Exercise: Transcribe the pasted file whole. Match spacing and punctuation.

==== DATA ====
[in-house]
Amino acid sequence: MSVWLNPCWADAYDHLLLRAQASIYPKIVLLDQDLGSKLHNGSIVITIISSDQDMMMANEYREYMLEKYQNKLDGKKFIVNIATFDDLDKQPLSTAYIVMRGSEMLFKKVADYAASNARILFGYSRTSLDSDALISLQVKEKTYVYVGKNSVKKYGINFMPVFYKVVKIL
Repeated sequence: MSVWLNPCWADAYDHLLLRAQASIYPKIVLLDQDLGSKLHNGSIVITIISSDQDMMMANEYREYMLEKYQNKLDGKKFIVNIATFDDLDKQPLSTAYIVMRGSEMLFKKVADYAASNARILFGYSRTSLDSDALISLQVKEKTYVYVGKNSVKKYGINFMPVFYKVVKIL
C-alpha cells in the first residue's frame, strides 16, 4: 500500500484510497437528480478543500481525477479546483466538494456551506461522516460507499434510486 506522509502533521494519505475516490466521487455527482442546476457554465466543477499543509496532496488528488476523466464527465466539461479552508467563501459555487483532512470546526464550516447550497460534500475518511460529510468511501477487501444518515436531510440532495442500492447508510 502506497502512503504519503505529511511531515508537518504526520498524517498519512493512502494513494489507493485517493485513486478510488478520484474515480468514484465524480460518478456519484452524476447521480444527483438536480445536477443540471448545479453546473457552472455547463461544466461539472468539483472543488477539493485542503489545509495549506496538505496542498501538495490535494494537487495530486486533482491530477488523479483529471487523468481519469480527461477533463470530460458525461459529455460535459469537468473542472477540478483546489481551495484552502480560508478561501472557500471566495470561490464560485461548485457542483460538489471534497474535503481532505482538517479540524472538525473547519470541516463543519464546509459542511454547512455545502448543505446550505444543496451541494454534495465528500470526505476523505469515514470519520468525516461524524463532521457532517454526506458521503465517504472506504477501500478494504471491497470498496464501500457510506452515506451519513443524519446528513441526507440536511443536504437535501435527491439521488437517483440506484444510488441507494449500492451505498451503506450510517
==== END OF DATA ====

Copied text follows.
[in-house]
Amino acid sequence: MSVWLNPCWADAYDHLLLRAQASIYPKIVLLDQDLGSKLHNGSIVITIISSDQDMMMANEYREYMLEKYQNKLDGKKFIVNIATFDDLDKQPLSTAYIVMRGSEMLFKKVADYAASNARILFGYSRTSLDSDALISLQVKEKTYVYVGKNSVKKYGINFMPVFYKVVKIL
Repeated sequence: MSVWLNPCWADAYDHLLLRAQASIYPKIVLLDQDLGSKLHNGSIVITIISSDQDMMMANEYREYMLEKYQNKLDGKKFIVNIATFDDLDKQPLSTAYIVMRGSEMLFKKVADYAASNARILFGYSRTSLDSDALISLQVKEKTYVYVGKNSVKKYGINFMPVFYKVVKIL
C-alpha cells in the first residue's frame, strides 16, 4: 500500500484510497437528480478543500481525477479546483466538494456551506461522516460507499434510486 506522509502533521494519505475516490466521487455527482442546476457554465466543477499543509496532496488528488476523466464527465466539461479552508467563501459555487483532512470546526464550516447550497460534500475518511460529510468511501477487501444518515436531510440532495442500492447508510 502506497502512503504519503505529511511531515508537518504526520498524517498519512493512502494513494489507493485517493485513486478510488478520484474515480468514484465524480460518478456519484452524476447521480444527483438536480445536477443540471448545479453546473457552472455547463461544466461539472468539483472543488477539493485542503489545509495549506496538505496542498501538495490535494494537487495530486486533482491530477488523479483529471487523468481519469480527461477533463470530460458525461459529455460535459469537468473542472477540478483546489481551495484552502480560508478561501472557500471566495470561490464560485461548485457542483460538489471534497474535503481532505482538517479540524472538525473547519470541516463543519464546509459542511454547512455545502448543505446550505444543496451541494454534495465528500470526505476523505469515514470519520468525516461524524463532521457532517454526506458521503465517504472506504477501500478494504471491497470498496464501500457510506452515506451519513443524519446528513441526507440536511443536504437535501435527491439521488437517483440506484444510488441507494449500492451505498451503506450510517